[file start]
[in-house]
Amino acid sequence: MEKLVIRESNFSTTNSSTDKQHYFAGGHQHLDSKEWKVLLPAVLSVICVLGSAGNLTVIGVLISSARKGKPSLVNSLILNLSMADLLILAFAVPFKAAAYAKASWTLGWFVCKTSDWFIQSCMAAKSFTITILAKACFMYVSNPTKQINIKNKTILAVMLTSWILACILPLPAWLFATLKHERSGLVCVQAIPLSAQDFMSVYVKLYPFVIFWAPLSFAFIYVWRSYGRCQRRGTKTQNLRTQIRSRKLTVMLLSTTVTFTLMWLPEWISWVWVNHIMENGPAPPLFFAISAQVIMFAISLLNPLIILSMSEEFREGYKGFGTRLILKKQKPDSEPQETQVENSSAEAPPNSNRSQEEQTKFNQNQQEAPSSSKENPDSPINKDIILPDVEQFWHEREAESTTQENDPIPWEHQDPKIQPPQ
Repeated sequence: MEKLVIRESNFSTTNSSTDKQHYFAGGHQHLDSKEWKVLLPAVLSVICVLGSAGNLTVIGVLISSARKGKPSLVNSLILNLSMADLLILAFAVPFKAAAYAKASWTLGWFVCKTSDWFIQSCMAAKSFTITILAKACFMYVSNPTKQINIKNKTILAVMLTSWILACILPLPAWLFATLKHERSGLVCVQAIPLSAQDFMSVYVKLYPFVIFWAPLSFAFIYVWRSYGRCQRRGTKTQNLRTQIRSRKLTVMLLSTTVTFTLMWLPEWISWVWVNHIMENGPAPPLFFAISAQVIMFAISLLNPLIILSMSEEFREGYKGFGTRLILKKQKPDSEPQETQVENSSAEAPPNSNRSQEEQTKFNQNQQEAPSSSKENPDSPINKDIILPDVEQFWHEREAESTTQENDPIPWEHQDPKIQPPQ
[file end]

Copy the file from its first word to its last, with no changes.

[in-house]
Amino acid sequence: MEKLVIRESNFSTTNSSTDKQHYFAGGHQHLDSKEWKVLLPAVLSVICVLGSAGNLTVIGVLISSARKGKPSLVNSLILNLSMADLLILAFAVPFKAAAYAKASWTLGWFVCKTSDWFIQSCMAAKSFTITILAKACFMYVSNPTKQINIKNKTILAVMLTSWILACILPLPAWLFATLKHERSGLVCVQAIPLSAQDFMSVYVKLYPFVIFWAPLSFAFIYVWRSYGRCQRRGTKTQNLRTQIRSRKLTVMLLSTTVTFTLMWLPEWISWVWVNHIMENGPAPPLFFAISAQVIMFAISLLNPLIILSMSEEFREGYKGFGTRLILKKQKPDSEPQETQVENSSAEAPPNSNRSQEEQTKFNQNQQEAPSSSKENPDSPINKDIILPDVEQFWHEREAESTTQENDPIPWEHQDPKIQPPQ
Repeated sequence: MEKLVIRESNFSTTNSSTDKQHYFAGGHQHLDSKEWKVLLPAVLSVICVLGSAGNLTVIGVLISSARKGKPSLVNSLILNLSMADLLILAFAVPFKAAAYAKASWTLGWFVCKTSDWFIQSCMAAKSFTITILAKACFMYVSNPTKQINIKNKTILAVMLTSWILACILPLPAWLFATLKHERSGLVCVQAIPLSAQDFMSVYVKLYPFVIFWAPLSFAFIYVWRSYGRCQRRGTKTQNLRTQIRSRKLTVMLLSTTVTFTLMWLPEWISWVWVNHIMENGPAPPLFFAISAQVIMFAISLLNPLIILSMSEEFREGYKGFGTRLILKKQKPDSEPQETQVENSSAEAPPNSNRSQEEQTKFNQNQQEAPSSSKENPDSPINKDIILPDVEQFWHEREAESTTQENDPIPWEHQDPKIQPPQ